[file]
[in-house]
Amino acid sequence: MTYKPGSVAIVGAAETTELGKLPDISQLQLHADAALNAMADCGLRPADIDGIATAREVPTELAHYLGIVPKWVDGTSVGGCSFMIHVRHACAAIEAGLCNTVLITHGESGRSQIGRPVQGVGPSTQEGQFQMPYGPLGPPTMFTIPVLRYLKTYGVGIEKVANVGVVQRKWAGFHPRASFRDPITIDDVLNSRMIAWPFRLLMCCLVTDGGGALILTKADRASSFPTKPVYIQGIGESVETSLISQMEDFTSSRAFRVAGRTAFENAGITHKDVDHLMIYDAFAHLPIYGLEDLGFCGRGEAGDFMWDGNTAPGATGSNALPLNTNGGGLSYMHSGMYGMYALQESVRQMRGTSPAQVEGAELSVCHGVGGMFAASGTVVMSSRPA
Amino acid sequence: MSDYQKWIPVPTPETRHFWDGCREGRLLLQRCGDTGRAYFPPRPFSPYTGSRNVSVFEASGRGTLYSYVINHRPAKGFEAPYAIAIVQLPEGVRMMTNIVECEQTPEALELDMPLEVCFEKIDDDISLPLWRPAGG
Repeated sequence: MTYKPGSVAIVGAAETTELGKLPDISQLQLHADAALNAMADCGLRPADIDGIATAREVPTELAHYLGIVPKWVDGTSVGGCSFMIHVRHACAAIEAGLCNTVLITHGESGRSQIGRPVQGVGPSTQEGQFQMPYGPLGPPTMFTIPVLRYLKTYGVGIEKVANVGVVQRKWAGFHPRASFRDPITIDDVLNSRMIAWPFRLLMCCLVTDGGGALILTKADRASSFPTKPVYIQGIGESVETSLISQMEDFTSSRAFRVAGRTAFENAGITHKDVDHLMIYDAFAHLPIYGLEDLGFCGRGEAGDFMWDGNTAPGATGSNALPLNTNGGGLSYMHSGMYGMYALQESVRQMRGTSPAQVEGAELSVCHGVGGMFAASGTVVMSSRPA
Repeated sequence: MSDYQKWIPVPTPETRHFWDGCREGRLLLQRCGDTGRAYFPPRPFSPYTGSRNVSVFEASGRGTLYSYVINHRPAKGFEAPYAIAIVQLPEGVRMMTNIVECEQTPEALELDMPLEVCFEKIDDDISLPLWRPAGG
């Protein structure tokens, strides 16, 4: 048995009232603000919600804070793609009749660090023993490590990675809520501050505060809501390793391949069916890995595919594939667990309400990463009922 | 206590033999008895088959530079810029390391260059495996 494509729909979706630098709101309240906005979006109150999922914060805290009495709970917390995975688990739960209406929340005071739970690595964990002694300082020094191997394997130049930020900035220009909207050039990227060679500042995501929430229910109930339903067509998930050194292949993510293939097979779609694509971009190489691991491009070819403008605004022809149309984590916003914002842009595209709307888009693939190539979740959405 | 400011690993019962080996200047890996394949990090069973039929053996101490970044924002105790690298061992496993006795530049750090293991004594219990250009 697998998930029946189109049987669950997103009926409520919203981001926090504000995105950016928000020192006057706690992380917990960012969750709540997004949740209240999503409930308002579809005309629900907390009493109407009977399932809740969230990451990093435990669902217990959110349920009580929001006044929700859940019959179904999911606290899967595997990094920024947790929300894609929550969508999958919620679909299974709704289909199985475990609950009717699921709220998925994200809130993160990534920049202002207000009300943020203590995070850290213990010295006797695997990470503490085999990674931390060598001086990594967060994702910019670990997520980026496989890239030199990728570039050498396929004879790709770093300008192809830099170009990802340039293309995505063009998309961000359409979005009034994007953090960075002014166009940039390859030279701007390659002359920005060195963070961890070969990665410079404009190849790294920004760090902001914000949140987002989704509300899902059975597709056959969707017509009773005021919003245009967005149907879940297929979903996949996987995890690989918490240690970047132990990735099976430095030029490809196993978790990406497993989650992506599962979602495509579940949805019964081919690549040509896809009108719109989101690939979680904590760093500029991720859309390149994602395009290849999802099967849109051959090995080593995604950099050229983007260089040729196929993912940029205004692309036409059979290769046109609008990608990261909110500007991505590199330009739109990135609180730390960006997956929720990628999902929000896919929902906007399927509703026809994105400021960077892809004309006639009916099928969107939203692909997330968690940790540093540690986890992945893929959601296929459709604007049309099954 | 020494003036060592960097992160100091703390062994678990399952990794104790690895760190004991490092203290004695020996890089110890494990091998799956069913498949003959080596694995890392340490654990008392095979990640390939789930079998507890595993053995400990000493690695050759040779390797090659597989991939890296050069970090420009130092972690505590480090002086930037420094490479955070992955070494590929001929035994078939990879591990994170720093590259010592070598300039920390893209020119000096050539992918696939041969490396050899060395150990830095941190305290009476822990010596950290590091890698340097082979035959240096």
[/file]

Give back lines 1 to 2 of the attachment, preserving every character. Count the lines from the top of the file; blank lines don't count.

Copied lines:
[in-house]
Amino acid sequence: MTYKPGSVAIVGAAETTELGKLPDISQLQLHADAALNAMADCGLRPADIDGIATAREVPTELAHYLGIVPKWVDGTSVGGCSFMIHVRHACAAIEAGLCNTVLITHGESGRSQIGRPVQGVGPSTQEGQFQMPYGPLGPPTMFTIPVLRYLKTYGVGIEKVANVGVVQRKWAGFHPRASFRDPITIDDVLNSRMIAWPFRLLMCCLVTDGGGALILTKADRASSFPTKPVYIQGIGESVETSLISQMEDFTSSRAFRVAGRTAFENAGITHKDVDHLMIYDAFAHLPIYGLEDLGFCGRGEAGDFMWDGNTAPGATGSNALPLNTNGGGLSYMHSGMYGMYALQESVRQMRGTSPAQVEGAELSVCHGVGGMFAASGTVVMSSRPA